As Quiricus and Julitta appear to have been invoked for general protection, not for childbirth specifically, these rolls can largely be associated with childbirth only on the basis of a standard set of promises accompanying the image of the measured cross. Their roll format plays no part in the protective power of that image or any others they carry, and their identifiable owners were male. In considering these manuscripts as amuletic rolls rather than ‘birth girdles’, we undo false assumptions about how they were used and open ourselves to new and broader understandings of their possible functions. Importantly, this is also true for the two persuasive examples of birth girdles, Wellcome MS 632 and Takamiya MS 56.
Wellcome MS 632, which has been described as functioning ‘exclusively as a birth girdle’, is a heavily worn parchment roll 330 cm long (even with some material missing at the head of the roll) and only 10 cm wide. An inscription on the back of the roll associates the length of the manuscript with the heights of Christ and the Virgin Mary, claiming first that it is ‘a mesu[re] of the length off ou[re Lord J]esu’, and then reading ‘Thus moche more ys oure lady seynt mary lenger’ (fig. 9.13). The inscription also confirms that the roll was used, or was intended to be used, as a birth girdle. Running along the length of the roll is a text that guarantees benefits such as safety in battle and protection from devils, fire, wrongful judgment, and pestilence. It ends:
And yf a woman travell wyth chylde gyrdes thys mesure abowte
hyr wombe and she shall be safe delyvyrd wythowte parelle and
the chylde shall have crystendome and the mother puryfycatyon.
These instructions specify that the woman should gird herself with the manuscript. Clearly, this physical interaction goes beyond simply reading the texts or observing and touching the images.
Takamiya MS 56 is similarly narrow at just 8 cm wide and 173 cm long, despite now missing at least one membrane. This format is relatively unusual. All of the ‘birth girdles’ are narrow compared to other English manuscript rolls, but most are either significantly wider than these two, or significantly shorter. The long, narrow shape of these rolls mimics the actual girdle relics held by medieval churches, for instance the Sacra Cintola in Prato. Takamiya MS 56 takes this identification further: the single line of text on the dorse is contained within a brown ink border decorated with white circles, perhaps mimicking the design of a belt, emphasising the manuscript’s metaphorical transformation into the girdle relic (fig. 9.14). As in Wellcome MS 632, the inscription on the dorse of Takamiya MS 56 links the length of the roll with the Virgin’s height, and offers protection from peril, tribulation, and disease. It states that ‘a woman that ys quyck wythe chylde gerde hyr wythe thys mesure and she shall be safe fro all maner of perilles’ (fig. 9.15).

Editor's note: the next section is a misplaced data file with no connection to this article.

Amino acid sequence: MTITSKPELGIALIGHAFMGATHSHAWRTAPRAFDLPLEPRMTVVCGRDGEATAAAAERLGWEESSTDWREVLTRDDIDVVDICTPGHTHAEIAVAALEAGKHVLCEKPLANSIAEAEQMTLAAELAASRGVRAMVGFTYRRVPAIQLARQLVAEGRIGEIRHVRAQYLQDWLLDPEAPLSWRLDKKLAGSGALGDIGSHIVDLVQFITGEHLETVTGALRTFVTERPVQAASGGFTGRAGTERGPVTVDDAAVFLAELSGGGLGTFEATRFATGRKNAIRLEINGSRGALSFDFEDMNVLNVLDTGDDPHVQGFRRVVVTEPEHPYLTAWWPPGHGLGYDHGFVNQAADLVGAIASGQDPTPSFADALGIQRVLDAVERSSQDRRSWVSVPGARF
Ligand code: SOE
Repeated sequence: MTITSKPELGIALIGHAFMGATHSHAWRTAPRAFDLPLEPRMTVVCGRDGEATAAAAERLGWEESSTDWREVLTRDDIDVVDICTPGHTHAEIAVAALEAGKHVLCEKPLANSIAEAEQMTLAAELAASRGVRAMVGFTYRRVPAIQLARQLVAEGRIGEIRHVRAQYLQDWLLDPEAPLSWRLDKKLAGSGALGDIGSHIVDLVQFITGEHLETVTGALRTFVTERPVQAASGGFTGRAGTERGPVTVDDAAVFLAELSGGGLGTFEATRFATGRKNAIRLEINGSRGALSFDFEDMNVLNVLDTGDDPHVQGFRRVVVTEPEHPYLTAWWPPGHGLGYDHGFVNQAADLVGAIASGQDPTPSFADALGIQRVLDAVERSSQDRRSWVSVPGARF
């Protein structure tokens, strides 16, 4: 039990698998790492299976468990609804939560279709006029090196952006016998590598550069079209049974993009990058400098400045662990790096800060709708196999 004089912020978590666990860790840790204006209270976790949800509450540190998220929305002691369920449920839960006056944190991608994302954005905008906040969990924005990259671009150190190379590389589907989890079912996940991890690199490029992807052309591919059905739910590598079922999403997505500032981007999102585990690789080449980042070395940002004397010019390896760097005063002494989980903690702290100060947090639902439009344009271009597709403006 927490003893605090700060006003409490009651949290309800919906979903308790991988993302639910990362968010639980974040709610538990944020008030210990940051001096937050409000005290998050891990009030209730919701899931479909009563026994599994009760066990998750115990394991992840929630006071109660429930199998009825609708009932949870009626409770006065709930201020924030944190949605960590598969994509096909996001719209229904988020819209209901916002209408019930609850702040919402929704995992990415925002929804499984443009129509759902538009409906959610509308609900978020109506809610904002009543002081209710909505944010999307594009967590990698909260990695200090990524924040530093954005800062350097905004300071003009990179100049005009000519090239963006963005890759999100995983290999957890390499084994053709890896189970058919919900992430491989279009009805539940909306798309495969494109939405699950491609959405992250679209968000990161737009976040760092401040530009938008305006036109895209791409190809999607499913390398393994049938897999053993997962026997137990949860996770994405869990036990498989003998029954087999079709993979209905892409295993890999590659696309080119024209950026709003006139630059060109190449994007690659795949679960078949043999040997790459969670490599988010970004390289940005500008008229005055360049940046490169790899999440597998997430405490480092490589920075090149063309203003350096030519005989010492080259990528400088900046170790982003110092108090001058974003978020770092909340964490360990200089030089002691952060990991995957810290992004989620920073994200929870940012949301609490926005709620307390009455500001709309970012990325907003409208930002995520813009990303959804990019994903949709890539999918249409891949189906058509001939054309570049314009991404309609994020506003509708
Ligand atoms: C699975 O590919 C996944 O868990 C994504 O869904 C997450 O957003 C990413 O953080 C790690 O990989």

The orientation of the dorse text of both rolls also aligns the manuscripts with the relic. While the texts on the front of Wellcome MS 632 and Takamiya MS 56 run down the roll as is typical in the Middle Ages, the texts on the back run lengthways along it. In order to read the instructions explaining how to use the girdle, therefore, the user must change the orientation of the manuscript so that it is fully unrolled and held horizontally, like a belt or girdle (fig. 9.16). From this position, the manuscript is ready to be wrapped around the woman. As well as aligning the manuscripts with the Virgin conceptually the dorse inscriptions use the reader’s interaction with the text to physically align the rolls with the relic they imitate.
Medieval charms make use of similar conceptual strategies of alignment to create healing power. Historiolae, short stories which provide a mythological narrative echoing the desired magical result, function in part by collapsing the perceived distance between Biblical figures and the present crisis. Similarly, the combination of the roll format and the visual identification between manuscript and relic serves to collapse the distance between the secular and sacred worlds. In the common ‘super Petram’ charm, for example, the historiola narrates a meeting between Christ and St Peter in which St Peter tells Christ that he has a toothache, and Christ commands the worm causing the toothache to leave. In Christ’s words, however, the name of the medieval patient is substituted for the name of St Peter. The practitioner ventriloquises the words of Christ and, as Edina Bozóky argues, ‘the sick person enters the mythic world of the narrative incantation’.